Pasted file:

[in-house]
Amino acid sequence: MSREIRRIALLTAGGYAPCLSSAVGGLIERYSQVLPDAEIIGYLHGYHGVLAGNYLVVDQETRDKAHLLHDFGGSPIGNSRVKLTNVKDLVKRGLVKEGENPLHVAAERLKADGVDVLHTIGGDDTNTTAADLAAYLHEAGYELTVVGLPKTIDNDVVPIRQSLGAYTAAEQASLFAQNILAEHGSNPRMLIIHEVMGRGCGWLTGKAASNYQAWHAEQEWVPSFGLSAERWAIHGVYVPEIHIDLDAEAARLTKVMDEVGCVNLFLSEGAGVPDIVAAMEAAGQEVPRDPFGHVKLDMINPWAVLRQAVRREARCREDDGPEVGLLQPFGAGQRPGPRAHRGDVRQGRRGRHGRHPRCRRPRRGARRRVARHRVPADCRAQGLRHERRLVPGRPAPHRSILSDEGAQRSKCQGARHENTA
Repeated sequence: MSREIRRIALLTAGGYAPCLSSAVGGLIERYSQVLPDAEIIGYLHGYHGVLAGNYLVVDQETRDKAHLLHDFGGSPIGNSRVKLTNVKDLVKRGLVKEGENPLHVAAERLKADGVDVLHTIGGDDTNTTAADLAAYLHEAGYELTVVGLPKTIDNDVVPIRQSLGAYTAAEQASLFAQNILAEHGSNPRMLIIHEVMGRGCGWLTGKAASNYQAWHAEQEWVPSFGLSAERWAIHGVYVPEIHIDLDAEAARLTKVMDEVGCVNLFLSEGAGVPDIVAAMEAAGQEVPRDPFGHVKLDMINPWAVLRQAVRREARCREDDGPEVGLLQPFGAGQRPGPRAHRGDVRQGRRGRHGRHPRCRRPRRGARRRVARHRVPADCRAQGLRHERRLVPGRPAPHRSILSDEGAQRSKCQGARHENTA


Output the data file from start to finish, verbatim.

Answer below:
[in-house]
Amino acid sequence: MSREIRRIALLTAGGYAPCLSSAVGGLIERYSQVLPDAEIIGYLHGYHGVLAGNYLVVDQETRDKAHLLHDFGGSPIGNSRVKLTNVKDLVKRGLVKEGENPLHVAAERLKADGVDVLHTIGGDDTNTTAADLAAYLHEAGYELTVVGLPKTIDNDVVPIRQSLGAYTAAEQASLFAQNILAEHGSNPRMLIIHEVMGRGCGWLTGKAASNYQAWHAEQEWVPSFGLSAERWAIHGVYVPEIHIDLDAEAARLTKVMDEVGCVNLFLSEGAGVPDIVAAMEAAGQEVPRDPFGHVKLDMINPWAVLRQAVRREARCREDDGPEVGLLQPFGAGQRPGPRAHRGDVRQGRRGRHGRHPRCRRPRRGARRRVARHRVPADCRAQGLRHERRLVPGRPAPHRSILSDEGAQRSKCQGARHENTA
Repeated sequence: MSREIRRIALLTAGGYAPCLSSAVGGLIERYSQVLPDAEIIGYLHGYHGVLAGNYLVVDQETRDKAHLLHDFGGSPIGNSRVKLTNVKDLVKRGLVKEGENPLHVAAERLKADGVDVLHTIGGDDTNTTAADLAAYLHEAGYELTVVGLPKTIDNDVVPIRQSLGAYTAAEQASLFAQNILAEHGSNPRMLIIHEVMGRGCGWLTGKAASNYQAWHAEQEWVPSFGLSAERWAIHGVYVPEIHIDLDAEAARLTKVMDEVGCVNLFLSEGAGVPDIVAAMEAAGQEVPRDPFGHVKLDMINPWAVLRQAVRREARCREDDGPEVGLLQPFGAGQRPGPRAHRGDVRQGRRGRHGRHPRCRRPRRGARRRVARHRVPADCRAQGLRHERRLVPGRPAPHRSILSDEGAQRSKCQGARHENTA